Michael, 39, is well aware that his is not exactly a nuclear family. "It's very hard," he explains, faulting his performance schedule for their long distance marriage. "We haven't been able to spend time as a family. Not at all." Debbie Rowe, 38, who has kept her one-bedroom Van Nuys apartment, reportedly told intimates she was carrying Michael's first child as a "favour to a friend". Since then, she has admitted in a TV interview: "I don't need to be there…It's not my duty. And (Michael) understands that. And he understands that I need my independance." Citing Michael's constant attention to Prince's every need, she said, "I'd have nothing to do."
Michael's choice of partners, confidants and playmates has never been conventional. He has long sought the company of other former child stars, like Taylor and Culkin, or star's children, such as first wife Lisa Marie Presley, whom he divorced last year. He has befriended young boys and girls. (Charges of child molestation in 1993, never proven, were dropped after he reached a multimillion-dollar-out-of-court settlement with the family of the 13-year-old accuser.) "Celebrities have to deal with this," is all he will say on the subject, adding dissmissevely, "I'm not the first who's gone through it. It's horrible." Debbie has remarked of the accusations: "I wouldn't leave our child there…if I even suspected any of them were true."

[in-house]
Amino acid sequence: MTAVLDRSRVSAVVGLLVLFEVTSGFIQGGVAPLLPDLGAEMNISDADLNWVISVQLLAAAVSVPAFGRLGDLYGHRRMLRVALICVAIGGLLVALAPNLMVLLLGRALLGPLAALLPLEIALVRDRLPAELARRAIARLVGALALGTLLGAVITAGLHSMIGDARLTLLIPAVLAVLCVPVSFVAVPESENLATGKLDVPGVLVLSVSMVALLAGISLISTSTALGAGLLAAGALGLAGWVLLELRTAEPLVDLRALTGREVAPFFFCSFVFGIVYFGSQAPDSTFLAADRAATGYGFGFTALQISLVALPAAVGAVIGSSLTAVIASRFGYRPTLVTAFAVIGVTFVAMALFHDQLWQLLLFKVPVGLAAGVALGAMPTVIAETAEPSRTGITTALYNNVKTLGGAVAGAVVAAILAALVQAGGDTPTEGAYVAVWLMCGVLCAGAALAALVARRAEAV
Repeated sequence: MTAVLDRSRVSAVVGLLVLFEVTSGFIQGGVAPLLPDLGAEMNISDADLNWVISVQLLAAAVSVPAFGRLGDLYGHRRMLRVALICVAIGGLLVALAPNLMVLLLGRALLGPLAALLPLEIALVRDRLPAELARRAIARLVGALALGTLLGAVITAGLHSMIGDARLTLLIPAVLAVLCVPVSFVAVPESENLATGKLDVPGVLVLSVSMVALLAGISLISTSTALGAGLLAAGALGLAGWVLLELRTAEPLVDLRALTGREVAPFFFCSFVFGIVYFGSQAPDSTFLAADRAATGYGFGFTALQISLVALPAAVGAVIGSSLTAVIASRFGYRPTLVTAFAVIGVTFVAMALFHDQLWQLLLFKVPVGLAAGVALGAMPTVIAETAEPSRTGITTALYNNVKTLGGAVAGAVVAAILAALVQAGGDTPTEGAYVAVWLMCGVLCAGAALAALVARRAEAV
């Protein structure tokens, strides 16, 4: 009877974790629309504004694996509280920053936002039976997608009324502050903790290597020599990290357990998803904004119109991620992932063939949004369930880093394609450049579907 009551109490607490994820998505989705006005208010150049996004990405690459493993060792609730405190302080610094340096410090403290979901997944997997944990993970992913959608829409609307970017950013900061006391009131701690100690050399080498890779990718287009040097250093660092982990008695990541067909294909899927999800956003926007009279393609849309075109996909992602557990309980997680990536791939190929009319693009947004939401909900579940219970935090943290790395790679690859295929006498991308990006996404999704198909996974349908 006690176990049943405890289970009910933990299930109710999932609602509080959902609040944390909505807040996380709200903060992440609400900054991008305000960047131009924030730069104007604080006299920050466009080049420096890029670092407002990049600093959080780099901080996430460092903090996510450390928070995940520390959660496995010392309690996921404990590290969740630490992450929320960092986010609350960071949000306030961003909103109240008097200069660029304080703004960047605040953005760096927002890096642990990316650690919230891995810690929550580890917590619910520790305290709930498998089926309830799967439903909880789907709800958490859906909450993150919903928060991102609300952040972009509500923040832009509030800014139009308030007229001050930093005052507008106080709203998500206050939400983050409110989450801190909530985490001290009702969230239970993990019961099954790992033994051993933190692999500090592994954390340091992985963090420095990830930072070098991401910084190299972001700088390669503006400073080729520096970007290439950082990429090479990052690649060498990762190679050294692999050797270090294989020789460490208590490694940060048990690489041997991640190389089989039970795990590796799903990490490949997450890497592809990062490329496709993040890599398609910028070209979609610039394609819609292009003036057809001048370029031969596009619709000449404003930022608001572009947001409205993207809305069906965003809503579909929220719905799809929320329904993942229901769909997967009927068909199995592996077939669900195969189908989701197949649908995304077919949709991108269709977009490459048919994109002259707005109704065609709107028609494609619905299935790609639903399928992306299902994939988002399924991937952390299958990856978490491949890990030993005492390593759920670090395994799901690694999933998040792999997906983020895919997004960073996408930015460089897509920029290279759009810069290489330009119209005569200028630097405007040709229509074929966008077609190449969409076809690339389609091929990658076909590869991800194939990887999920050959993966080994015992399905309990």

Despite the time they spend apart, Michael has found a kindred soul in Debbie. A free spirit who fancies Harleys and animals (one tabloid reported that she arranged for chemotherapy for one of her dogs), she met Michael at his dermatologist's, where she was a medical assistant, during his treatment for a skin condition. After they became friends, Debbie twice offered to bear his child. And once his divorce from Lisa Marie was finalized, Michael surprised her by accepting. They were married in a secret Australian ceremony last November. They do spend time together, of course, often watching cartoons or big-screen projections of Three Stooges shorts. "We laugh, hold the baby," Michael says. "She's come out on the tour a lot."